That night Nybjörg Jónsson woke up with a start calling her husband. “Hallgrímur, wake up. Guðrún Long is dead. She is dead I say.”

“What are you saying, woman? Dead? How do you know she is dead?”

“She is. I know it. I had a dream. I saw her coming in through the doorway, snow clinging to her garments. She stood at the foot of our bed, but said nothing. Then she put her hand under the bedcovers and touched my foot. It was an icy hand, so cold it sent shivers through me. Just now I saw her fade through the doorway.”

“There is nothing we can do now,” replied Hallgrímur. “It is still dark; we must wait for daylight.”

At daybreak Hallgrímur was out summoning Þorlákur Jónsson and other neighbors to search the road to Gardar. The storm had then abated. They followed the road south, stopping at the home of Kristján Backman, which is now the Arni V. Johnson’s residence. No one there had seen the wayfarers. The men continued their search southward, seeing nothing till they came to Sigmundur Laxdal’s quarter section, about three miles north of Gardar. There they noticed a stick with a handkerchief tied to it emerging from a snowdrift. On investigation they found the children buried in the snow but unharmed. A short distance away, by a boulder, was the scantily-clad body of the mother, frozen to death.

The bereaved children told how their mother had removed her own coat and other wraps to bundle them up in and then buried them in the snow, admonishing them not to stir until she returned. She was going to find her bearing before going farther.

“It was such a long night,” wailed the tearful children. “We were so scared we couldn't sleep and we prayed constantly as Mother told us to do.”

Now the long night was over, but there was no living mother to cling to.

Thorlákur Jónsson assured the nine-year-old Borghildur that she could be a member of his household. She remained there until she married at the age of 18.

The seven-year-old Vilhjálmur was adopted by Björn Thórlaksson.

Guðrún Long’s story remains a symbol of the purest motherly devotion. The curtain separating the living from the dead, so seldom penetrated, was opened by a mother's love -- a love stronger than death.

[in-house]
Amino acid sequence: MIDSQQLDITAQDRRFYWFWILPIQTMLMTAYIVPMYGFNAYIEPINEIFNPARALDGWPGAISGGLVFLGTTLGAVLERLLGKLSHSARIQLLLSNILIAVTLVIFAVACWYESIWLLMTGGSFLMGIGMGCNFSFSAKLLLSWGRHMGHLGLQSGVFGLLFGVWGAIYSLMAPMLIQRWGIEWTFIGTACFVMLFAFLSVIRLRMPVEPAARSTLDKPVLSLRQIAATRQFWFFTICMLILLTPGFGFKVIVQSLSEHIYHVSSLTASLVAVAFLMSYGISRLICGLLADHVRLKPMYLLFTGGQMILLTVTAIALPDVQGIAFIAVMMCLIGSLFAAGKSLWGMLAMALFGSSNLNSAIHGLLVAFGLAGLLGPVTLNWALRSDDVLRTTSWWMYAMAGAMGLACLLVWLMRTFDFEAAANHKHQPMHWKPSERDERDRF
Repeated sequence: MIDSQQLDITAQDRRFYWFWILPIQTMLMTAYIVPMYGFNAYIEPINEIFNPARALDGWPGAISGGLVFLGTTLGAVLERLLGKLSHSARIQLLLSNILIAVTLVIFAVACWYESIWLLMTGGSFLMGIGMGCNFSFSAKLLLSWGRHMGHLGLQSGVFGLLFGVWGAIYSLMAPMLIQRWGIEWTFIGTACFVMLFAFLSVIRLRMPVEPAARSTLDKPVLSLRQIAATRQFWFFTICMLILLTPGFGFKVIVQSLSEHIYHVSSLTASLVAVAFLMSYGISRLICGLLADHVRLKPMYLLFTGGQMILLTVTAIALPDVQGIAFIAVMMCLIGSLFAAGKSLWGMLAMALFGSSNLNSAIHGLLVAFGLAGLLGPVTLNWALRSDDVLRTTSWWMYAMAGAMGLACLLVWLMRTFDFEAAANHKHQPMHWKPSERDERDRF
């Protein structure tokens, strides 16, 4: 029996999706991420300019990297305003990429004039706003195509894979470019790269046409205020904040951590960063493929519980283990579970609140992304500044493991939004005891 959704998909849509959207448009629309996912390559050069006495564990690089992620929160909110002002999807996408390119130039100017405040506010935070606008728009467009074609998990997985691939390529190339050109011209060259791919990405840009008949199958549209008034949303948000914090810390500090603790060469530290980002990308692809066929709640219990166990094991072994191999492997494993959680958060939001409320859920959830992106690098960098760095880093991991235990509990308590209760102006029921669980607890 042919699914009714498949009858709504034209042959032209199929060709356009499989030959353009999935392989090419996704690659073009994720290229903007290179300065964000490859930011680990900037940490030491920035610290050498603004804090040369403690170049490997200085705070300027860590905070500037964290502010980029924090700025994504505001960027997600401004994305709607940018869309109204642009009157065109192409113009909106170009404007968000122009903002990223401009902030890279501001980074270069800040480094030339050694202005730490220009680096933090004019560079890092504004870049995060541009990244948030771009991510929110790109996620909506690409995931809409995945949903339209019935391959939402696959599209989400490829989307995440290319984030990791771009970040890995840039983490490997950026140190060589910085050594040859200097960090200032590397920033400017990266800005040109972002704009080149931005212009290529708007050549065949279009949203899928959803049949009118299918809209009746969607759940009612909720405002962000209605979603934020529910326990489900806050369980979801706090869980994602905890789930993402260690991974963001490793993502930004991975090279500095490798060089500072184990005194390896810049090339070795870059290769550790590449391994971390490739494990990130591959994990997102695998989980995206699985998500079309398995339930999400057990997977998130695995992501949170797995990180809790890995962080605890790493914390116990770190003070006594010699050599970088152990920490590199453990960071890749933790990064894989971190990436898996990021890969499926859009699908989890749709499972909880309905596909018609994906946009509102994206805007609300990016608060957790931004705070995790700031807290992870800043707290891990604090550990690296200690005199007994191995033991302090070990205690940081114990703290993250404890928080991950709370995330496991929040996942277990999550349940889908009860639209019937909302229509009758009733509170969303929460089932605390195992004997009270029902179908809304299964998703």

To learn more about the people in this true story:

Guðrún Einarsdóttir was born, as the fourth child, 7 Apr 1841 at Höfða to Einar Skúlason (1799-1843) and Salný Guðmundsdóttir (1814-1866). Unfortunately, the little girl was just two-years-old when her father died. Ten months later, her mother, 30-year-old Salný, married 37-year-old Óli Ísleifsson and they had more children together.

Sigmundur Matthíasson Long had eight children with five women including Guðrún. He was not married to Guðrún Einarsdóttir. Their two children were born in 1872 and about 1874.

In 1878, Guðrún, age 37, and her two children, Borghildur - age 5 and Vilhjálmur - age 3, emigrated from the port of Seyðisfjarðarhreppur. Their last residence is listed as the farm, Fjarðaralda, Seyðisfjarðarhreppur in Nórður Múlasýsla. Their destination is Quebec. (2)


Here is the fishing village of Seyðisfjörður in 1885.

They immigrated to New Iceland. On 3. January 1880, she wrote a letter to Sigmundur and told him that she was going to North Dakota where many Icelanders had settled. (5) She was staying the winter with her half-brother, Metúsalem Olason (1850-1935). Metúsalem and his family immigrated in 1876 with the large group. They lived in New Iceland until March of 1881 when they moved to North Dakota between Hensel and Hallson.

There are some discrepancies in when exactly Guðrún Einarsdóttir and her two children went to North Dakota. The letter comes in January 1880 to Sigmundur that she is moving to North Dakota that same winter. This is about 18 months after leaving Iceland. She states in the letter that she is staying with her half-brother ''for the winter.'' (5)